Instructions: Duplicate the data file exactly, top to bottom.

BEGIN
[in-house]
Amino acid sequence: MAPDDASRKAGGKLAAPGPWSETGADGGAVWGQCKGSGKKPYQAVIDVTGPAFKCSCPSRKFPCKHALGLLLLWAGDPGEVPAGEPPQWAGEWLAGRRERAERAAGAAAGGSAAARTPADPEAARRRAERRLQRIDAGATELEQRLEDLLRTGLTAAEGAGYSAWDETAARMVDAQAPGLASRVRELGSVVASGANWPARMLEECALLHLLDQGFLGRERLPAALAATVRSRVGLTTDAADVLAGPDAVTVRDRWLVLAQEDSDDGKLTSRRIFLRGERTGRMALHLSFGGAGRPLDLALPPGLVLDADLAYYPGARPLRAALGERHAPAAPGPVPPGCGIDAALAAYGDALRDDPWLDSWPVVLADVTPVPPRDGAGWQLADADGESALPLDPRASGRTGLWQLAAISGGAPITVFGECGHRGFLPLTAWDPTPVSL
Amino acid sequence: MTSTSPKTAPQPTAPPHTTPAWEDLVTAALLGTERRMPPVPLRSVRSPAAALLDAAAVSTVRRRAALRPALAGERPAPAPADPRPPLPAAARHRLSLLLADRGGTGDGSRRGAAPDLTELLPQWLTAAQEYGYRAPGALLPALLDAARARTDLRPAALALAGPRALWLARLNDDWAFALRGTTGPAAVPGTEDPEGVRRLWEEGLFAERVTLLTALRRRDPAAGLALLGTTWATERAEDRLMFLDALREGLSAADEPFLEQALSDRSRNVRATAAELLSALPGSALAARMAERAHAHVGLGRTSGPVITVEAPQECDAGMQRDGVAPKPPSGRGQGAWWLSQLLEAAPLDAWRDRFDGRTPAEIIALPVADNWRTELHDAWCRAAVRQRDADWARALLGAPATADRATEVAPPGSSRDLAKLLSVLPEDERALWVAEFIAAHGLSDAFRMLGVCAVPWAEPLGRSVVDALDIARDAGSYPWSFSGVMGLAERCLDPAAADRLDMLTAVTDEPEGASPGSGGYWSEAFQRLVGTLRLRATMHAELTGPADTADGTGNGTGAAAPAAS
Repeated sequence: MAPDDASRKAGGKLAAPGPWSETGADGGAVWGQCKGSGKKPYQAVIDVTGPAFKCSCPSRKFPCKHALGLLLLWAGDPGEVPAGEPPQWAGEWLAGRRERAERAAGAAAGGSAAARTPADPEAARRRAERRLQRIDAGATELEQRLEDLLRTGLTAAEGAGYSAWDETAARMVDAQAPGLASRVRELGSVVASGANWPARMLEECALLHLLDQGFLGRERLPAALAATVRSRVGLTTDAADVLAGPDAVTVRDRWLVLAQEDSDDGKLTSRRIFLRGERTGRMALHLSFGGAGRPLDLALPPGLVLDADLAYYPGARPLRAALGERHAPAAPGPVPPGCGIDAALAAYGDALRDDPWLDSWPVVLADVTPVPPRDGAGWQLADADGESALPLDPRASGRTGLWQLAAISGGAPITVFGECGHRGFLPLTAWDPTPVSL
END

[in-house]
Amino acid sequence: MAPDDASRKAGGKLAAPGPWSETGADGGAVWGQCKGSGKKPYQAVIDVTGPAFKCSCPSRKFPCKHALGLLLLWAGDPGEVPAGEPPQWAGEWLAGRRERAERAAGAAAGGSAAARTPADPEAARRRAERRLQRIDAGATELEQRLEDLLRTGLTAAEGAGYSAWDETAARMVDAQAPGLASRVRELGSVVASGANWPARMLEECALLHLLDQGFLGRERLPAALAATVRSRVGLTTDAADVLAGPDAVTVRDRWLVLAQEDSDDGKLTSRRIFLRGERTGRMALHLSFGGAGRPLDLALPPGLVLDADLAYYPGARPLRAALGERHAPAAPGPVPPGCGIDAALAAYGDALRDDPWLDSWPVVLADVTPVPPRDGAGWQLADADGESALPLDPRASGRTGLWQLAAISGGAPITVFGECGHRGFLPLTAWDPTPVSL
Amino acid sequence: MTSTSPKTAPQPTAPPHTTPAWEDLVTAALLGTERRMPPVPLRSVRSPAAALLDAAAVSTVRRRAALRPALAGERPAPAPADPRPPLPAAARHRLSLLLADRGGTGDGSRRGAAPDLTELLPQWLTAAQEYGYRAPGALLPALLDAARARTDLRPAALALAGPRALWLARLNDDWAFALRGTTGPAAVPGTEDPEGVRRLWEEGLFAERVTLLTALRRRDPAAGLALLGTTWATERAEDRLMFLDALREGLSAADEPFLEQALSDRSRNVRATAAELLSALPGSALAARMAERAHAHVGLGRTSGPVITVEAPQECDAGMQRDGVAPKPPSGRGQGAWWLSQLLEAAPLDAWRDRFDGRTPAEIIALPVADNWRTELHDAWCRAAVRQRDADWARALLGAPATADRATEVAPPGSSRDLAKLLSVLPEDERALWVAEFIAAHGLSDAFRMLGVCAVPWAEPLGRSVVDALDIARDAGSYPWSFSGVMGLAERCLDPAAADRLDMLTAVTDEPEGASPGSGGYWSEAFQRLVGTLRLRATMHAELTGPADTADGTGNGTGAAAPAAS
Repeated sequence: MAPDDASRKAGGKLAAPGPWSETGADGGAVWGQCKGSGKKPYQAVIDVTGPAFKCSCPSRKFPCKHALGLLLLWAGDPGEVPAGEPPQWAGEWLAGRRERAERAAGAAAGGSAAARTPADPEAARRRAERRLQRIDAGATELEQRLEDLLRTGLTAAEGAGYSAWDETAARMVDAQAPGLASRVRELGSVVASGANWPARMLEECALLHLLDQGFLGRERLPAALAATVRSRVGLTTDAADVLAGPDAVTVRDRWLVLAQEDSDDGKLTSRRIFLRGERTGRMALHLSFGGAGRPLDLALPPGLVLDADLAYYPGARPLRAALGERHAPAAPGPVPPGCGIDAALAAYGDALRDDPWLDSWPVVLADVTPVPPRDGAGWQLADADGESALPLDPRASGRTGLWQLAAISGGAPITVFGECGHRGFLPLTAWDPTPVSL